The receding arctic ice has not only given hope about earlier forbidden but soon navigable trade routes but also it has stirred abundant geopolitics among the world community. The possibility of opening up of Arctic’s maritime shortcuts in next decade has caught the fancy of every nation.
In the spotlight are the Northwest Passage along north Canada and Alaska, and the Northern Sea Route (NSR) passing along Russian arctic coast. NSR has an edge over the former, because it comes under direct administration of Russia making it dispute free and certainly more developed than the Northwest Passage. Nonetheless Russia’s exclusivity claim, oozing out of its policies, are stirring up other nations who would prefer it to be international route unlike its current counterparts Suez and Panama.
The attempt to reap the maximum benefits from this potential trade route is ushering in a new era of polar strategies. Japan which has an advantage in terms of its location as a potential hub port is encouraging innovations in vessels that could withstand the rigours of an arctic journey. Similarly, China’s export hungry economy is to gain from navigable NSR. Its enthusiasm could be seen in increased investment in arctic research as well as instances of Chinese corporates planning to invest in Icelandic real estate. China and South Korea have become the new power houses of robust maritime resources and key players.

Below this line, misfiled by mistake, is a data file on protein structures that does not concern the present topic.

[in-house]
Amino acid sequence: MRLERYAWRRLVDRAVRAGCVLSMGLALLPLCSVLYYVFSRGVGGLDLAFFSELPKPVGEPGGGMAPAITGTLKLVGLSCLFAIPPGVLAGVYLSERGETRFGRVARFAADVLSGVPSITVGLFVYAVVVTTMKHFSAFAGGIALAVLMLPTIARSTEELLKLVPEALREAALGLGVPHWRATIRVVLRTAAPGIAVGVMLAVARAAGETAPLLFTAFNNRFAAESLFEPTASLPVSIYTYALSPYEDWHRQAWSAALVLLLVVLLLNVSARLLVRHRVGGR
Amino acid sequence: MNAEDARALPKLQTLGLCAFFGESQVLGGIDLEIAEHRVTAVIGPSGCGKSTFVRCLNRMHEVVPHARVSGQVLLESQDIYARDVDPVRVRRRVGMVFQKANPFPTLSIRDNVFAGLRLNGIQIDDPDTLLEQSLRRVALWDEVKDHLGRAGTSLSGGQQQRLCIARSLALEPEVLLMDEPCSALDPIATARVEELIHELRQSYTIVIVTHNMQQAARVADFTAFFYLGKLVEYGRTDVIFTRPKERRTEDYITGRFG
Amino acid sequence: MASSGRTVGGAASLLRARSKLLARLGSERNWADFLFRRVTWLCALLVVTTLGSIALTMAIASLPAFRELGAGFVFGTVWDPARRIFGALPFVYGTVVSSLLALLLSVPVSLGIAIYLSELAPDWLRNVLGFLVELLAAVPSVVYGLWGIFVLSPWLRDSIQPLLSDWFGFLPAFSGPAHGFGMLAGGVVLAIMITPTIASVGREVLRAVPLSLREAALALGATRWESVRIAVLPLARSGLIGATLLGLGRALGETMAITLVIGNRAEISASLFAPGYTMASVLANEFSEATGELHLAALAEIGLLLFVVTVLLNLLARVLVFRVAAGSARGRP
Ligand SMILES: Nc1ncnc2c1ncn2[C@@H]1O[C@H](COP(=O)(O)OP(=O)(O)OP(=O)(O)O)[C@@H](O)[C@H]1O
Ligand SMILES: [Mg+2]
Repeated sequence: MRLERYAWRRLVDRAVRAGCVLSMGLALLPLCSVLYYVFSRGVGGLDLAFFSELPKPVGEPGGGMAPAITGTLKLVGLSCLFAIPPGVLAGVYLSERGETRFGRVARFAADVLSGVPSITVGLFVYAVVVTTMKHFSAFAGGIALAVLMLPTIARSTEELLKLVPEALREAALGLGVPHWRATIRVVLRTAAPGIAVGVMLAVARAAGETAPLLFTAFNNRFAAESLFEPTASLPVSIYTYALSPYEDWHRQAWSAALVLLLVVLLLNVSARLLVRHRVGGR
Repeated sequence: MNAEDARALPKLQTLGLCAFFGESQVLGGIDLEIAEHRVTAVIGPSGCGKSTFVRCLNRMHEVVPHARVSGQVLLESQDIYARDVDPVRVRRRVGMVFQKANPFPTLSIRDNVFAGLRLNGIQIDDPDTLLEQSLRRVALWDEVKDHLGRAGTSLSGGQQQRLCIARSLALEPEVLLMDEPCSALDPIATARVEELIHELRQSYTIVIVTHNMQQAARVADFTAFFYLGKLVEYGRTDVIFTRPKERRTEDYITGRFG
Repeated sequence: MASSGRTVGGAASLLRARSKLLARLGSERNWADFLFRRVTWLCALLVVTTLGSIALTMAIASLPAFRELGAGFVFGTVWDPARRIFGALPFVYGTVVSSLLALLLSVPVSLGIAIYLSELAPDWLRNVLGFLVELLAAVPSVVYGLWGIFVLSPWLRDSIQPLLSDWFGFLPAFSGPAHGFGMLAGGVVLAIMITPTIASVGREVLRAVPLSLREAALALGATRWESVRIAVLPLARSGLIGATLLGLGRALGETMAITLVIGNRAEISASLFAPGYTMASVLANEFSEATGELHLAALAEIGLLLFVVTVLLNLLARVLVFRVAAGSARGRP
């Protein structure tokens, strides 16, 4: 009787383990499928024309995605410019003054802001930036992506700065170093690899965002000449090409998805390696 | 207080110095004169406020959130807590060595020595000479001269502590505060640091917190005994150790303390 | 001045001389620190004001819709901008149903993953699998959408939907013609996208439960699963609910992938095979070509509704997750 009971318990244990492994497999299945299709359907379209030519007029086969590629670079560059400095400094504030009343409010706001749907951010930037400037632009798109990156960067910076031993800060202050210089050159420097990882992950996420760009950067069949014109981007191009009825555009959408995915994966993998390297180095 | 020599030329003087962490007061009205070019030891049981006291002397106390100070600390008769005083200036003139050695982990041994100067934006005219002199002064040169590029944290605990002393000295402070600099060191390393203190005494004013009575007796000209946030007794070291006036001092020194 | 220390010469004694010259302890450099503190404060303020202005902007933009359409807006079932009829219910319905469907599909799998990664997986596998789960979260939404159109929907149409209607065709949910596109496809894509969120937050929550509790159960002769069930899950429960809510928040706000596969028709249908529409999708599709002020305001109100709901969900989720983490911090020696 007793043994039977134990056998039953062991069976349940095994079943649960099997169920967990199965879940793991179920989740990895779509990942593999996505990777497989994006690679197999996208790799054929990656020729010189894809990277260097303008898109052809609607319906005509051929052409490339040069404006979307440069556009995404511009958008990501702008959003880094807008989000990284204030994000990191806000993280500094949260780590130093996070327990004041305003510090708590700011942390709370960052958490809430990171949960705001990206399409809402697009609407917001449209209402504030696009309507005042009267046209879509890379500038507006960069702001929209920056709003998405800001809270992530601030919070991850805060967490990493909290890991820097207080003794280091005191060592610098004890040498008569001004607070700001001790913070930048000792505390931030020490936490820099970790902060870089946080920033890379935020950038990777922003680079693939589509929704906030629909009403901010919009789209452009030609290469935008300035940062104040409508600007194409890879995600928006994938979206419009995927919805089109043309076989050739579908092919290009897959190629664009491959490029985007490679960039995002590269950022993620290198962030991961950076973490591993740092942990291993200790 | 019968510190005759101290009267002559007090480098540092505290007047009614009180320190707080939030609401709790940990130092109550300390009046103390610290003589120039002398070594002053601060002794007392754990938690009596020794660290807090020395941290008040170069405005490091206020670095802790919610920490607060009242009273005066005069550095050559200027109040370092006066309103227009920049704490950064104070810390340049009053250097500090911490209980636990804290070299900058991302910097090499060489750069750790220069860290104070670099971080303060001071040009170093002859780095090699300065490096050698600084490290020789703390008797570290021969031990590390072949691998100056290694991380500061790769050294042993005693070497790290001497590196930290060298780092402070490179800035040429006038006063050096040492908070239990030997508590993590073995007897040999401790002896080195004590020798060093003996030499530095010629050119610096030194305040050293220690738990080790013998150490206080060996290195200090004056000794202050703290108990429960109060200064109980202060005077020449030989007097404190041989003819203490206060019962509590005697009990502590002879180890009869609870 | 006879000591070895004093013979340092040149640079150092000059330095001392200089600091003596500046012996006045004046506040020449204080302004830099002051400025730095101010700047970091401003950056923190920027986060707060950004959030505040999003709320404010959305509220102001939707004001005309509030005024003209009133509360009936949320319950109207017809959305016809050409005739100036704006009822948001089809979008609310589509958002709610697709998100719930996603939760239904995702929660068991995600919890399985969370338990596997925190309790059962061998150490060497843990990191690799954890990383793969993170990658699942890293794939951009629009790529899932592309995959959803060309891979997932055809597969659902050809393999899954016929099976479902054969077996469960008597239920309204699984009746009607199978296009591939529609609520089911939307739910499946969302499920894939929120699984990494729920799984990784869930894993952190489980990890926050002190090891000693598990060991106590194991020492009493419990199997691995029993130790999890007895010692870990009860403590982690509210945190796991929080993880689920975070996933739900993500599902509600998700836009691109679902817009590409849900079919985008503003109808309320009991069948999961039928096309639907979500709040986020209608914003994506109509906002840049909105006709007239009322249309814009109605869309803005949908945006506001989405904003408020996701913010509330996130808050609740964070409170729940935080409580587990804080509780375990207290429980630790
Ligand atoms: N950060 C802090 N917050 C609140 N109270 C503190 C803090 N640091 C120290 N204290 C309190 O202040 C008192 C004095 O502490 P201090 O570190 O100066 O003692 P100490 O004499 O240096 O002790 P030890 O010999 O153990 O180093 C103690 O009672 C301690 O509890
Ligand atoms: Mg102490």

The ice free arctic beholds great opportunities for industries like shipping, energy, fishing, tourism etc. On the downside, a solely Russian controlled NSR is prone to become a smuggling haven for drug and human traffickers. Hence this course, if not tread carefully, could play devil in disguise. One question is that can the world community use this trade opportunity while balancing the environment? Well the resolution of the world community to establish extremely strict trade and environmental standards along with restricting access to energy and fishing industries will go a long way to keep illicit activities at bay.
The arctic council consists of USA, Canada, Iceland, Norway, Sweden, Finland, Russia and Denmark (Greenland and the Faroe Island) and has been in charge of Arctic’s coordination and politics till now. Russia and Canada being the two largest arctic nations are in favour of maintaining this status quo. However nations like China, Germany etc. are in favour of declaring Arctic as common heritage of humankind to reduce Russia’s monopoly over NSR.
Navigable arctic could reduce the cargo transit time and cost by almost half between Europe and Asia, making it the most coveted space in the future. The world will have to find a sustainable way to wisely use these newly emerging trade routes to maximum advantage of all.
- Ice-free Arctic summers on the way: report (mining.com)
- EEC classifies Arctic icebreaker pilotage as natural monopoly (rbth.ru)
- Will an International Arctic Fisheries Agreement Protect Arctic Fisheries as Well as Ice? (rettalbot.wordpress.com)
- Warmer climate to open new Arctic shipping routes by 2050: study (reuters.com)
- China cozies up to Iceland in race for Arctic resources (csmonitor.com)
- Arctic Summit Participants Debate Big Issues Concerning High North (worldmaritimenews.com)
- NEWS: New Arctic org mounts all-inclusive challenge to Arctic Council (nunatsiaqonline.ca)
- Ice free Arctic in late summer by 2030 (arcticmining.wordpress.com)
- China, India, Singapore could join new Arctic Circle forum (reuters.com)
- Why a new “Arctic Circle” Forum? (blogs.dw.de)